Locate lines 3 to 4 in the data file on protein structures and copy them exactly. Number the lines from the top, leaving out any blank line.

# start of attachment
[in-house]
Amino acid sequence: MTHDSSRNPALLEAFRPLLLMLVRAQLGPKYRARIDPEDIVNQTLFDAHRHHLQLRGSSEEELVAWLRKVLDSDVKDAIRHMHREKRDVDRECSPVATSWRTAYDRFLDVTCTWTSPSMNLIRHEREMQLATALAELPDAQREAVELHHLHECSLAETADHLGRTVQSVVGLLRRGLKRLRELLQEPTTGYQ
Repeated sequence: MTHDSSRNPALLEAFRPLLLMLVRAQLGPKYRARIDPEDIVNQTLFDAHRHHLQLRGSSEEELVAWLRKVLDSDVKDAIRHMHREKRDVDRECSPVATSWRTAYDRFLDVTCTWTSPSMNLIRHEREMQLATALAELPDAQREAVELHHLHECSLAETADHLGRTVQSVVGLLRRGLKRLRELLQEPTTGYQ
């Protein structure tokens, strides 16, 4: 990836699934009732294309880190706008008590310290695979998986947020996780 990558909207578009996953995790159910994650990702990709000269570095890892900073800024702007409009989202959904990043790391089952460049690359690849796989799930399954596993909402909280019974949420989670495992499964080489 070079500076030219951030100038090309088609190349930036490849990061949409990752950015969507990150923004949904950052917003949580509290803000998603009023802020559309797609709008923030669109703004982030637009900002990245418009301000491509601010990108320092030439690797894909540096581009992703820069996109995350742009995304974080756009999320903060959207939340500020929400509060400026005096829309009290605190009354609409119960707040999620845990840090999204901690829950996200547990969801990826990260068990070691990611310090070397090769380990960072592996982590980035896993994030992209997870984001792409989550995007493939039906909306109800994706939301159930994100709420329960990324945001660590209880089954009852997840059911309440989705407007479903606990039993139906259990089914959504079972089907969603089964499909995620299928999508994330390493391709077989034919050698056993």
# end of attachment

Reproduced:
Repeated sequence: MTHDSSRNPALLEAFRPLLLMLVRAQLGPKYRARIDPEDIVNQTLFDAHRHHLQLRGSSEEELVAWLRKVLDSDVKDAIRHMHREKRDVDRECSPVATSWRTAYDRFLDVTCTWTSPSMNLIRHEREMQLATALAELPDAQREAVELHHLHECSLAETADHLGRTVQSVVGLLRRGLKRLRELLQEPTTGYQ
């Protein structure tokens, strides 16, 4: 990836699934009732294309880190706008008590310290695979998986947020996780 990558909207578009996953995790159910994650990702990709000269570095890892900073800024702007409009989202959904990043790391089952460049690359690849796989799930399954596993909402909280019974949420989670495992499964080489 070079500076030219951030100038090309088609190349930036490849990061949409990752950015969507990150923004949904950052917003949580509290803000998603009023802020559309797609709008923030669109703004982030637009900002990245418009301000491509601010990108320092030439690797894909540096581009992703820069996109995350742009995304974080756009999320903060959207939340500020929400509060400026005096829309009290605190009354609409119960707040999620845990840090999204901690829950996200547990969801990826990260068990070691990611310090070397090769380990960072592996982590980035896993994030992209997870984001792409989550995007493939039906909306109800994706939301159930994100709420329960990324945001660590209880089954009852997840059911309440989705407007479903606990039993139906259990089914959504079972089907969603089964499909995620299928999508994330390493391709077989034919050698056993």